It wasn’t quite two weeks ago that Fedor Emelianenko lost to Dan Henderson and had people wondering if that was his unceremonious outro. Almost everybody wanted to know, after his third straight loss, if that was the last time we’d see Fedor compete.
Then almost as suddenly it was determined that Fedor wasn’t done yet -- not by a long shot, ya’ll! -- and Kevin Randleman’s name was running up the flagpole as a possible opponent for a fall card to be held in his native Russia.
Kevin Randleman? If that's true, well ... at least we have an answer, and that is -- yes, it seems Fedor is done competing.
Here is what his manager and head of M-1 Vadim Finkelstein allegedly told the Russian website Champion AT when asked who Fedor’s next opponent would be: “There are many possibilities. I personally want the opponent to be one of the great fighters from Pride’s best times. It would be good if it was an interesting and competitive fighter, like for instance, Kevin Randleman. At any rate, we will chose a competitive, globally respected fighter.”
Interesting, marginally (in an uncanny resemblance to Grace Jones kind of way). But competitive? That’s borderline insulting.
Unlike Dan Henderson, who is 40 years old and looking 28, Randleman is more the usual kind of 40-year-old who loses to guys like Baga Agaev via first round submissions. He has dropped four fights in a row and eight of 10 fights going back to the first time he fought (and was destroyed by) Fedor Emelianenko in Pride’s heavyweight grand prix back in 2004. Randleman is cooked. And that’s exactly why Fedor’s camp is hand-selecting him to get off the skids. A warm body with a subliminal link to the past that Fedor can waltz through. Yet even using the word subliminal in discussing Randleman seems sort of irresponsible. The better words might be “transparent” and “desperate.”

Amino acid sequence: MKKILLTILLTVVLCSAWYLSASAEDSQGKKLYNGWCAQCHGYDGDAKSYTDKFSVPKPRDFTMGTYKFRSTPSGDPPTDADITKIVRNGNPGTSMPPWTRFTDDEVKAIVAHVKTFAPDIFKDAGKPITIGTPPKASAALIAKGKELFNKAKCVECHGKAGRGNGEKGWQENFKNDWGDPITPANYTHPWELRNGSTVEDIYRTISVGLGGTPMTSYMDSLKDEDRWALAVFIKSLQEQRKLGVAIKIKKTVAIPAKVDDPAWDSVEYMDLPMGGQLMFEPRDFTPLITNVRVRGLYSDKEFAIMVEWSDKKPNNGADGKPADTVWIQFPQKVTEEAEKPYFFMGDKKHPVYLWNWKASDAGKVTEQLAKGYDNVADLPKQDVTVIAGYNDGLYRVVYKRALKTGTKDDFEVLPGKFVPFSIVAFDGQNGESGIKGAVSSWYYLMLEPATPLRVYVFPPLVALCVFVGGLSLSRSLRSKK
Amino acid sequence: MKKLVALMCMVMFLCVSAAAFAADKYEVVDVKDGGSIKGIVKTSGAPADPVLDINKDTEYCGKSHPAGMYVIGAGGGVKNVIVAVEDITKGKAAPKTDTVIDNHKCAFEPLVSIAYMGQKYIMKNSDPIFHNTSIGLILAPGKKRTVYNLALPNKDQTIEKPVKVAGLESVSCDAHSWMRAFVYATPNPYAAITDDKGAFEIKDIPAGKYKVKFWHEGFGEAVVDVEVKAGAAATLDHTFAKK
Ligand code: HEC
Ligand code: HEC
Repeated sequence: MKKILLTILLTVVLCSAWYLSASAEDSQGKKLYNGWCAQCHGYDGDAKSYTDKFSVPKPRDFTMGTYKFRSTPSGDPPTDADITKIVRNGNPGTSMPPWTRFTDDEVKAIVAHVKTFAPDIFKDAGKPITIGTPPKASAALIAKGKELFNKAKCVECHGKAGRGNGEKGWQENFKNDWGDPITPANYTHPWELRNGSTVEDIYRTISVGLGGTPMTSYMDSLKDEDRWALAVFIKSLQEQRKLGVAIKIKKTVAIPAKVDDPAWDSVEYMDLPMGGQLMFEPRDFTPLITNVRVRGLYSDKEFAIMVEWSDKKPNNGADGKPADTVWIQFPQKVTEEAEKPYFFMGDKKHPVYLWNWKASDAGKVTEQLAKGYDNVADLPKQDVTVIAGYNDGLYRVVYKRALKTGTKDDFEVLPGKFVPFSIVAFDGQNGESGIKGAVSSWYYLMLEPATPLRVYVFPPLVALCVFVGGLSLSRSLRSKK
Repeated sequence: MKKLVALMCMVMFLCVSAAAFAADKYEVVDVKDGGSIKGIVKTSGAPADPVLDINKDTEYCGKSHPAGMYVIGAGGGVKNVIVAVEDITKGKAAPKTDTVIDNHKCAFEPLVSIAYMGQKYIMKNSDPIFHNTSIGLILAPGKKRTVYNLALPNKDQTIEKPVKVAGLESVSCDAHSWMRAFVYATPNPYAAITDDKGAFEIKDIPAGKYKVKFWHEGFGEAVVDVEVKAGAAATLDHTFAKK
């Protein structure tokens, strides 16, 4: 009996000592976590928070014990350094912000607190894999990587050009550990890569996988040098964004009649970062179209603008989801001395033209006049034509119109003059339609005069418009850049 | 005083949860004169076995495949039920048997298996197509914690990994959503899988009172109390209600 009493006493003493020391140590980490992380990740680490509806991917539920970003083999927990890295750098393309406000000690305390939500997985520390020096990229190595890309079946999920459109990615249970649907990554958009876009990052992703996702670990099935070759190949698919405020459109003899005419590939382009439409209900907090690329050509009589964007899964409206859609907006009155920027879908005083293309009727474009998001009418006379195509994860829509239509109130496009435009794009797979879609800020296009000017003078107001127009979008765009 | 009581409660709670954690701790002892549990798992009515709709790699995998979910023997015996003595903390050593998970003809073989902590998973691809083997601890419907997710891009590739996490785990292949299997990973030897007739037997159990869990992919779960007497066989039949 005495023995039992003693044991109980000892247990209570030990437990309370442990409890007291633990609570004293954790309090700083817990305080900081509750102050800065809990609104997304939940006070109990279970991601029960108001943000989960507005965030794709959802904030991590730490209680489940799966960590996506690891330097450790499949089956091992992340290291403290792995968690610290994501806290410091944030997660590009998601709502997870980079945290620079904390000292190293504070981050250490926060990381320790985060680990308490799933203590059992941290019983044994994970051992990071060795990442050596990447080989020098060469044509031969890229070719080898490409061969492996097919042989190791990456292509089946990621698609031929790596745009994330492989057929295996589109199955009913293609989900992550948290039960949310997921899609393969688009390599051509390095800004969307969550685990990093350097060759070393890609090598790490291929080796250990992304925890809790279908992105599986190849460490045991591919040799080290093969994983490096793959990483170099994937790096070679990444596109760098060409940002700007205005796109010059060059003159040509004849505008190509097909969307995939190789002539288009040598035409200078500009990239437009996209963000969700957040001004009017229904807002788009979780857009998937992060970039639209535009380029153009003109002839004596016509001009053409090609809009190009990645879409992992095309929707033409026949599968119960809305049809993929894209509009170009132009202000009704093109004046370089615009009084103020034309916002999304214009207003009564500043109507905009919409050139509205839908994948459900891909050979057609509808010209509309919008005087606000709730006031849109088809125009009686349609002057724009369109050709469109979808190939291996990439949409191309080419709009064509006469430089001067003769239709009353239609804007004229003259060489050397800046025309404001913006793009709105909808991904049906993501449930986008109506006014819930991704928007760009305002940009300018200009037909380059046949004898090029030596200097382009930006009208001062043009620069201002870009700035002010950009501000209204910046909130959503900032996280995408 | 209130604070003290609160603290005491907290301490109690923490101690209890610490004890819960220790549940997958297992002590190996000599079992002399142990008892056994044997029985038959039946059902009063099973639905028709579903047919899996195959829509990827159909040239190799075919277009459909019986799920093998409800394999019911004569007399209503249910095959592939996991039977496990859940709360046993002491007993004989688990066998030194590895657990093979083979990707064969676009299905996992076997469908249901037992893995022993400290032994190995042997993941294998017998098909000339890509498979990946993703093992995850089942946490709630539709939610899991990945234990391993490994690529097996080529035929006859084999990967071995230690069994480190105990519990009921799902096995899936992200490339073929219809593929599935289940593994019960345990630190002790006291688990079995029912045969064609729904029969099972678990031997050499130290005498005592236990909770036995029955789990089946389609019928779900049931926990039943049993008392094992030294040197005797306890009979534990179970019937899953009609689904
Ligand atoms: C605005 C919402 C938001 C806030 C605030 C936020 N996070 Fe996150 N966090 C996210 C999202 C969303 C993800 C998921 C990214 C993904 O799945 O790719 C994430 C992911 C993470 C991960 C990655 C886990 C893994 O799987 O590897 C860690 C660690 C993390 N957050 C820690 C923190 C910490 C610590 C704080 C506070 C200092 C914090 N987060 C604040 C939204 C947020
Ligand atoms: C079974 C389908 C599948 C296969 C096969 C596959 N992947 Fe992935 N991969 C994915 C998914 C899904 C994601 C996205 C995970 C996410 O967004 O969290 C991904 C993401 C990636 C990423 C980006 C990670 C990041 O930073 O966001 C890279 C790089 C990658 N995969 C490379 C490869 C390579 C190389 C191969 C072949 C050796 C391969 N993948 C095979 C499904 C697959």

Before Randleman’s name was raised, others like prolific journeyman Travis Wiuff and Mike Whitehead were mentioned in connection to Fedor. This gives you an idea of the value we’re talking for the string of upcoming fights for the “Last Emperor.” The idea is to restock his emptied legacy with -- what they hope to be -- an assortment of donated cans. And in the end, maybe that’s the best way to go about things when options are down to a scant few. Maybe a couple of wins and some Dutch training and Fedor returns to prominence. At least that’s what M-1 is now hinging on. As for Fedor himself, he would likely have no qualms whether you put Randleman in front of him, or Cain Velasquez. Fighting is what he knows. He just does what he’s instructed to do.
But Randleman is a hard sell as anything compelling. And the idea to revisit “Pride’s best times” comes off as a strange piece of nostalgia to roll with in discussing a man who has always been, in the very least, a prideful competitor.
(Note: M-1 has since claimed that the Randleman rumor was a fabrication).